General Sir Edmund Francis (Ned) Herring (2 September 1892-5 January 1982) was a renowned Australian senior officer in World War II. In September 1942 he became commander of New Guinea Force. He also served in World War I, earning the Distinguished Service Order and the Military Cross.

Herring later served for 20 years as Victoria's Chief Justice, and was Lieutenant-Governor of Victoria for a record 27 years, retiring at the age of 80 in 1972. He was also Chancellor of the Diocese of Melbourne, and President of the Boy Scouts' Association of Victoria for 23 years and, from 1958, President of the Australian Boy Scouts' Association. His remarkable range of roles also included chairman of the trustees of the Melbourne Shrine of Remembrance (1945-79) and the Australian War Memorial (1959-74).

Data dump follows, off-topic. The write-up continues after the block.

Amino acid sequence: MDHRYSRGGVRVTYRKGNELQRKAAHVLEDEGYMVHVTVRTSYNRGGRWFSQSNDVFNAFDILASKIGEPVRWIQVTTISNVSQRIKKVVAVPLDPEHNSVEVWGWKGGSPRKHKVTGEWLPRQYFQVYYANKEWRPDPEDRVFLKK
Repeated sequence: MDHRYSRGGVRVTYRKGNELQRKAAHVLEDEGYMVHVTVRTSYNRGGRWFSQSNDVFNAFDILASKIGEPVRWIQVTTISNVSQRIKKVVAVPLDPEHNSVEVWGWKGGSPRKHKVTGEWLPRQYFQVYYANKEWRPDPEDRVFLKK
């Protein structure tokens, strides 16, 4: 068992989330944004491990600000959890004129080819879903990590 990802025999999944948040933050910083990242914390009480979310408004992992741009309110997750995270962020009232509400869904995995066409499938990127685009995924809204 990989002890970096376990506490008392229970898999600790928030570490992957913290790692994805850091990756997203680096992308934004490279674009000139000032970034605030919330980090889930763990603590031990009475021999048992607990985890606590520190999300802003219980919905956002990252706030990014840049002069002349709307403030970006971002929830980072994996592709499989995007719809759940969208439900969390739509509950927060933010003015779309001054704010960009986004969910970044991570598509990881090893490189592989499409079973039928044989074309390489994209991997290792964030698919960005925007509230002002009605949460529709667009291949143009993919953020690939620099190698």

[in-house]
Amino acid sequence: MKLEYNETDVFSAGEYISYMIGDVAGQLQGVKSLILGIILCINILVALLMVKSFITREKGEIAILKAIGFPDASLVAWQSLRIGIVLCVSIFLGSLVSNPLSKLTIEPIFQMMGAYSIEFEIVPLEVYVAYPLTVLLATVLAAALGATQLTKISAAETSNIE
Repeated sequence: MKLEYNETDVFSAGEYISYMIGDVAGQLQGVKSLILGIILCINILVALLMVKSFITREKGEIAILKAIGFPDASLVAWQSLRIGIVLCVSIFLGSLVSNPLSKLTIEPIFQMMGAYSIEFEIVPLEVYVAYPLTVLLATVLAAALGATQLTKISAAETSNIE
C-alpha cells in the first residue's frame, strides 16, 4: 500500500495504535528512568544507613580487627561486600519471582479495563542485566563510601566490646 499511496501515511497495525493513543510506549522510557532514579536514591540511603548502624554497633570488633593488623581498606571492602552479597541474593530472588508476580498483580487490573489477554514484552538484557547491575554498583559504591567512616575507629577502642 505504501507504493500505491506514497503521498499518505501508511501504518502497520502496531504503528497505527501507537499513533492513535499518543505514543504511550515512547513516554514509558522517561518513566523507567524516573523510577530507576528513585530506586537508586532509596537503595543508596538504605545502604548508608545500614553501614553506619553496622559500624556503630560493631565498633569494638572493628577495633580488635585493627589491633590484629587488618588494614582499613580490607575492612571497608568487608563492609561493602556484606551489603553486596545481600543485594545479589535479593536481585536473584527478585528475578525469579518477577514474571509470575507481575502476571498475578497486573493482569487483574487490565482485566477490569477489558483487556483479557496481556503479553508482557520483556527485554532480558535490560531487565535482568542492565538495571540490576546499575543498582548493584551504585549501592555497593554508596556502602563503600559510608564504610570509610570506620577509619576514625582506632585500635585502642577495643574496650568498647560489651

Late in Herring's life his wife Dame Mary Herring contacted the Museum of Victoria with a view to donating his military collection to the Museum. Although he had a deep association with the Australian War Memorial, she felt that her husband had 'far closer links with Victoria than with a Canberra based institution such as the Australian War Memorial or the National Library of Australia, both of which will make strong claims for ownership.' (12/8/1980, Director F.J. Kendall to Premier Hamer). It was hoped that the collection would eventually become part of a war memorabilia museum in Melbourne. The collection, comprising 141 items (including parts), was received by the Museum in 1980, and the donation formalized in 1988.


Australian National University,, published first in hardcopy 2007, accessed online 11 July 2017.

Australian War Memorial web site, accessed 11 July 2017.

Museums Victoria file RF 525: Research - General Herring Collection.

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